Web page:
The Government has launched a plan aiming to boost primary sector export earnings by $44 billion over the next decade.
"This was a positive meeting for our core interests in trade and investment," says McClay.
"There is a clear political will to build on the successes of the World Trade Organisation (WTO) Nairobi Ministerial last year, which agreed to eliminate agricultural export subsidies, and to make progress towards concluding an Environmental Goods Agreement."
In respect of the WTO, G20 ministers have committed to advance negotiations in a number of areas, including on the trade-distorting effects of agricultural domestic support.
McClay says this is vitally important to New Zealand's export interests and would be welcome news to our rural sector.
"While much remains to be done, this meeting has been a useful step in the process toward the next WTO ministerial in 2017," says McClay.
G20 ministers negotiating the WTO Environmental Goods Agreement also reaffirmed their intention to conclude an ambitious agreement and to do so quickly, seeking to finish later this year.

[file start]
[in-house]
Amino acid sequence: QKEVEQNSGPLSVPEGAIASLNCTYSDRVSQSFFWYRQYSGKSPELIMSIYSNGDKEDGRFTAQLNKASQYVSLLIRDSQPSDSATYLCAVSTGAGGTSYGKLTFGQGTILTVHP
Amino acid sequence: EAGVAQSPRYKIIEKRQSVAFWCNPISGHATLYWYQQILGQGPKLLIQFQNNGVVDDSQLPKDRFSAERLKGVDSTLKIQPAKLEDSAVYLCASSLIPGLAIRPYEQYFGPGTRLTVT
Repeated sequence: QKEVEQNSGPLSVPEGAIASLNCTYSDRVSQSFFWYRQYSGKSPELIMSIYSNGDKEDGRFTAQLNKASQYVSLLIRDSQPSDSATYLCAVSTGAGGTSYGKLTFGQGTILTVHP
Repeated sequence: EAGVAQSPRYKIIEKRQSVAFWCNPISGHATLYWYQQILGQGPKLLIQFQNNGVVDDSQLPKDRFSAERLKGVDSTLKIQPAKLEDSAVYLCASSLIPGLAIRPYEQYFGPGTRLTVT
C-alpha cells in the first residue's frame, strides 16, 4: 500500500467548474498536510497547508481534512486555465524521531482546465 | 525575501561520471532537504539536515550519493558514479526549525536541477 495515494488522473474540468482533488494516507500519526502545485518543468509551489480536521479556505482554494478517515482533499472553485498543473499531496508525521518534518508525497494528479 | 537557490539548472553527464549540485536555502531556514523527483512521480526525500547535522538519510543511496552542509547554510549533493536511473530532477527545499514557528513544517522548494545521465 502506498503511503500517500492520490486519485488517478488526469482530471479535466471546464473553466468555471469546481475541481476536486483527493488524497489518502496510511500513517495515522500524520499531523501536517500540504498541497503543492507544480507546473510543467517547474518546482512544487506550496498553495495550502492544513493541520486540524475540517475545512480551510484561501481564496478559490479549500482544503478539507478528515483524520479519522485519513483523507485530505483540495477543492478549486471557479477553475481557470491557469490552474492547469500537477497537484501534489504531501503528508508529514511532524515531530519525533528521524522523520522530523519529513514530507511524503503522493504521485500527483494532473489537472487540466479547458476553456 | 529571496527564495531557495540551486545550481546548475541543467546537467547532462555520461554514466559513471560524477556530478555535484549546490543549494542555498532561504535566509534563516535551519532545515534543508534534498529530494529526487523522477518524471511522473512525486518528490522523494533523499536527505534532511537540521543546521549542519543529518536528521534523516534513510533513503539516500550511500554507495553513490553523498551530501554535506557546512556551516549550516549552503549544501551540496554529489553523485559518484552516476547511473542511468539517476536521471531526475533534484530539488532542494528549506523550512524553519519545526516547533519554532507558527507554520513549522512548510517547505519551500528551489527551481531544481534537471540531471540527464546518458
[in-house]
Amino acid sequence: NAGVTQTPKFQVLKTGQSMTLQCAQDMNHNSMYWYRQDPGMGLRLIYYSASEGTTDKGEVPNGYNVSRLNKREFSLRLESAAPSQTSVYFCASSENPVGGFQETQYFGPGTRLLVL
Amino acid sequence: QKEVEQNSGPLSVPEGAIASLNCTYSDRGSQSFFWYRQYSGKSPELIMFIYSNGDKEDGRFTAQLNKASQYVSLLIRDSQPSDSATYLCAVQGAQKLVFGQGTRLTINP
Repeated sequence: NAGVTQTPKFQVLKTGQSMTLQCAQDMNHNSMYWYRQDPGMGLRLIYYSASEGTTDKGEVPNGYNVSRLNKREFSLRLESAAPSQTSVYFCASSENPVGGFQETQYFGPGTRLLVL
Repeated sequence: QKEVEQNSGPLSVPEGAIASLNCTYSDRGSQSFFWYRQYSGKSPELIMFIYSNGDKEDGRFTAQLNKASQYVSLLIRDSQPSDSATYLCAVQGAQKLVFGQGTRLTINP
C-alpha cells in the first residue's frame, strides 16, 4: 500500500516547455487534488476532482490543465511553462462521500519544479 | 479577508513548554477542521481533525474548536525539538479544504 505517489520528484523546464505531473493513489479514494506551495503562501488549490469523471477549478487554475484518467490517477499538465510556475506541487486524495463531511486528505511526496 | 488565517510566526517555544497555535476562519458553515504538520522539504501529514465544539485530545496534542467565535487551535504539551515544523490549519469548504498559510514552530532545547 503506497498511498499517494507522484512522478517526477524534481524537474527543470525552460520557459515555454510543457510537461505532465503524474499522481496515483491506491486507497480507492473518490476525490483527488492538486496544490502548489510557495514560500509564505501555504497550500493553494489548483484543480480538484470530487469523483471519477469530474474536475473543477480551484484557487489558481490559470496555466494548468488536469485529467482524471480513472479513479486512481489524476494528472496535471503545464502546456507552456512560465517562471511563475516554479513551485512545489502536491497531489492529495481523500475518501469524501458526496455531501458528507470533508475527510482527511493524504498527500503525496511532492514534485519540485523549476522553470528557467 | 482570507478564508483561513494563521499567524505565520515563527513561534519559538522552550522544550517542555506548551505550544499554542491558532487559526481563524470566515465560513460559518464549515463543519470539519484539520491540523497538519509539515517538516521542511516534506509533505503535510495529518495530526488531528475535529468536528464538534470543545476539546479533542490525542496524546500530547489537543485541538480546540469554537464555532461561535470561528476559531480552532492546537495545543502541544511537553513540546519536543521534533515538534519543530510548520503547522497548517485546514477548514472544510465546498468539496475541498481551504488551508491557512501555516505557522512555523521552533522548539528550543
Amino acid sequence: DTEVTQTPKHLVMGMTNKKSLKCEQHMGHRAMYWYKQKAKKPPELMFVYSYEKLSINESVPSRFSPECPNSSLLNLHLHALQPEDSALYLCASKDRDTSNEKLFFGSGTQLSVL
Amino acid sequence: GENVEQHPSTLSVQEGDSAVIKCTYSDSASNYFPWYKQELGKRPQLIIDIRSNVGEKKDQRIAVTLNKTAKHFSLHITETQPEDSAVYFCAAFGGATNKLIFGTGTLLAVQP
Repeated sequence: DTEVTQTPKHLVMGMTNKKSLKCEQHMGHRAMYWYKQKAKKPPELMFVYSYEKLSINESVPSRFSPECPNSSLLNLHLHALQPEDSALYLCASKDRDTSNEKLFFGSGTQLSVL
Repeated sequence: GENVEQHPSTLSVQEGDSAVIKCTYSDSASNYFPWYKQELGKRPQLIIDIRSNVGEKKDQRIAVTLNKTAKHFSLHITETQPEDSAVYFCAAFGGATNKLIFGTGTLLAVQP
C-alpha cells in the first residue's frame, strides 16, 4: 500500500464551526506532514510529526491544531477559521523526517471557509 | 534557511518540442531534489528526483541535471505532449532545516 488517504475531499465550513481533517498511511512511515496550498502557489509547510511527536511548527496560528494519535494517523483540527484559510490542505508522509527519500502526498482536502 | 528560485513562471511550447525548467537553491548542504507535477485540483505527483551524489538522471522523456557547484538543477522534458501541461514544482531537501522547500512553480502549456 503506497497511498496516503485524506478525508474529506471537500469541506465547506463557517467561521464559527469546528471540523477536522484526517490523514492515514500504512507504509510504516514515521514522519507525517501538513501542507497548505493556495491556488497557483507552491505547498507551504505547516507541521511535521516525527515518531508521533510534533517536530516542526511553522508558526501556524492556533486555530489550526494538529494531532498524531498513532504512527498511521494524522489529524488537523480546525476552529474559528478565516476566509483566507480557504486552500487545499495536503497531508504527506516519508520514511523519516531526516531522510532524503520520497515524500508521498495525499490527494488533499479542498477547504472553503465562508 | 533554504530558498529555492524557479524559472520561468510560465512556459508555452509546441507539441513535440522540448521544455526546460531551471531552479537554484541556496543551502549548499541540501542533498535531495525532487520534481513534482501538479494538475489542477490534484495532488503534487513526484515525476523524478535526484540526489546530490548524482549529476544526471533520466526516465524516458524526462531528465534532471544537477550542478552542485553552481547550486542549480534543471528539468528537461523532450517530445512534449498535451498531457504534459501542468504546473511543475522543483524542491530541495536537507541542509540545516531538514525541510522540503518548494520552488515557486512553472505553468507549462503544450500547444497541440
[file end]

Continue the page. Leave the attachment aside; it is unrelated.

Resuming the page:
"New Zealand has been a strong advocate of the Environmental Goods Agreement and I have pushed for an outcome that has clear benefits for both trade and the environment whilst in Shanghai. A successful outcome in this area could be beneficial for New Zealand trade," says McClay.
While at the G20 meeting, McClay had bilateral discussions with counterparts from a number of countries including Argentina, United States, Korea, Saudi Arabia, Indonesia, Mexico, Laos, Russia, and China.
"The diversity of New Zealand trade means we are active in a wide range of markets. This meeting was an invaluable opportunity to progress our specific bilateral trade issues with these countries."
New Zealand was one of only two non-G20 members to be invited by China to attend the trade ministers' meeting.